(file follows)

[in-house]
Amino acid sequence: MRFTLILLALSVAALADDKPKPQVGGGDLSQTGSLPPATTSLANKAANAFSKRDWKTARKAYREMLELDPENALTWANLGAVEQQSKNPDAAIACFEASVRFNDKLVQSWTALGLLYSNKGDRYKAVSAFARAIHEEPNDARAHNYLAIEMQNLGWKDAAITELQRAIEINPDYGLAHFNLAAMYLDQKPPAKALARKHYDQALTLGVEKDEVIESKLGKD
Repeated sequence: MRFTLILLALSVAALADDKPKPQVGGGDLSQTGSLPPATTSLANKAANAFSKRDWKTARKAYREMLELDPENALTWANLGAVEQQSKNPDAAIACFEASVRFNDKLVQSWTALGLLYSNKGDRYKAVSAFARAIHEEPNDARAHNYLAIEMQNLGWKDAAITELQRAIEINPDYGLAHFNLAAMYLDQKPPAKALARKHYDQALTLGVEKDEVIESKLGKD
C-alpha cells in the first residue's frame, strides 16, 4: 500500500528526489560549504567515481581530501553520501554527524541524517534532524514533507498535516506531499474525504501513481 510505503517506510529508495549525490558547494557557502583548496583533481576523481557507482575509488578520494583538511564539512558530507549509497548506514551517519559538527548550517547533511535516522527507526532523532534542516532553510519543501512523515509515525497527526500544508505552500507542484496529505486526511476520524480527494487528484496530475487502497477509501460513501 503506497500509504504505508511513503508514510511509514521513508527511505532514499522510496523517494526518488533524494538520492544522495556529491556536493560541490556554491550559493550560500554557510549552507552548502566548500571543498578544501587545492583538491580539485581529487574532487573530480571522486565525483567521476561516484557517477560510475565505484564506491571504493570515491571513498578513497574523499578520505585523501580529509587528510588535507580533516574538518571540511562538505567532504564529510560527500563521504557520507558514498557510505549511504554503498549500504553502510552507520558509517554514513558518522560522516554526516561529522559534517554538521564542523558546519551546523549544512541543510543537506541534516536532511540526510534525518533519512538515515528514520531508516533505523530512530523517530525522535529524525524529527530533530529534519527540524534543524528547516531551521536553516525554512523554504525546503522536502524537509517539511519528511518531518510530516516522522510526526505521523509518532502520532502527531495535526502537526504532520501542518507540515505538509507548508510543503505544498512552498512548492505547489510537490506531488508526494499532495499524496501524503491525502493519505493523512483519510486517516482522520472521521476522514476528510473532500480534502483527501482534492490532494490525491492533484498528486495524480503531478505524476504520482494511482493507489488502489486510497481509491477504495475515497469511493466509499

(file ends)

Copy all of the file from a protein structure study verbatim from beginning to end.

[in-house]
Amino acid sequence: MRFTLILLALSVAALADDKPKPQVGGGDLSQTGSLPPATTSLANKAANAFSKRDWKTARKAYREMLELDPENALTWANLGAVEQQSKNPDAAIACFEASVRFNDKLVQSWTALGLLYSNKGDRYKAVSAFARAIHEEPNDARAHNYLAIEMQNLGWKDAAITELQRAIEINPDYGLAHFNLAAMYLDQKPPAKALARKHYDQALTLGVEKDEVIESKLGKD
Repeated sequence: MRFTLILLALSVAALADDKPKPQVGGGDLSQTGSLPPATTSLANKAANAFSKRDWKTARKAYREMLELDPENALTWANLGAVEQQSKNPDAAIACFEASVRFNDKLVQSWTALGLLYSNKGDRYKAVSAFARAIHEEPNDARAHNYLAIEMQNLGWKDAAITELQRAIEINPDYGLAHFNLAAMYLDQKPPAKALARKHYDQALTLGVEKDEVIESKLGKD
C-alpha cells in the first residue's frame, strides 16, 4: 500500500528526489560549504567515481581530501553520501554527524541524517534532524514533507498535516506531499474525504501513481 510505503517506510529508495549525490558547494557557502583548496583533481576523481557507482575509488578520494583538511564539512558530507549509497548506514551517519559538527548550517547533511535516522527507526532523532534542516532553510519543501512523515509515525497527526500544508505552500507542484496529505486526511476520524480527494487528484496530475487502497477509501460513501 503506497500509504504505508511513503508514510511509514521513508527511505532514499522510496523517494526518488533524494538520492544522495556529491556536493560541490556554491550559493550560500554557510549552507552548502566548500571543498578544501587545492583538491580539485581529487574532487573530480571522486565525483567521476561516484557517477560510475565505484564506491571504493570515491571513498578513497574523499578520505585523501580529509587528510588535507580533516574538518571540511562538505567532504564529510560527500563521504557520507558514498557510505549511504554503498549500504553502510552507520558509517554514513558518522560522516554526516561529522559534517554538521564542523558546519551546523549544512541543510543537506541534516536532511540526510534525518533519512538515515528514520531508516533505523530512530523517530525522535529524525524529527530533530529534519527540524534543524528547516531551521536553516525554512523554504525546503522536502524537509517539511519528511518531518510530516516522522510526526505521523509518532502520532502527531495535526502537526504532520501542518507540515505538509507548508510543503505544498512552498512548492505547489510537490506531488508526494499532495499524496501524503491525502493519505493523512483519510486517516482522520472521521476522514476528510473532500480534502483527501482534492490532494490525491492533484498528486495524480503531478505524476504520482494511482493507489488502489486510497481509491477504495475515497469511493466509499